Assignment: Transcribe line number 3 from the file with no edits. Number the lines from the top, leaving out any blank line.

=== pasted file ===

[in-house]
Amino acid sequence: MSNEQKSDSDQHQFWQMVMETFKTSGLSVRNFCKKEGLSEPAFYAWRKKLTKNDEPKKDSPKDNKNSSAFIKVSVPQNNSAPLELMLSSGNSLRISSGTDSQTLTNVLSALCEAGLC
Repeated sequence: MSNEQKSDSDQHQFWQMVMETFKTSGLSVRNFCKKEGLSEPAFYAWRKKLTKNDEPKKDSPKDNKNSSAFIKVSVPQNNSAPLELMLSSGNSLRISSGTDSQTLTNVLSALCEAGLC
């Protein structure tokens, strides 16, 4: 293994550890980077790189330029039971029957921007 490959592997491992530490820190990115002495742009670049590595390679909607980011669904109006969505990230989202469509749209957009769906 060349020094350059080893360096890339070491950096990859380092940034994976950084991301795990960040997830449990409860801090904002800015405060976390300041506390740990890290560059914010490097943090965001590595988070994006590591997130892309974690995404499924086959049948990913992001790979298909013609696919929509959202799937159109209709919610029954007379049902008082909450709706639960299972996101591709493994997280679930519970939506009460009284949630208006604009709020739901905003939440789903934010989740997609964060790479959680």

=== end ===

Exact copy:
Repeated sequence: MSNEQKSDSDQHQFWQMVMETFKTSGLSVRNFCKKEGLSEPAFYAWRKKLTKNDEPKKDSPKDNKNSSAFIKVSVPQNNSAPLELMLSSGNSLRISSGTDSQTLTNVLSALCEAGLC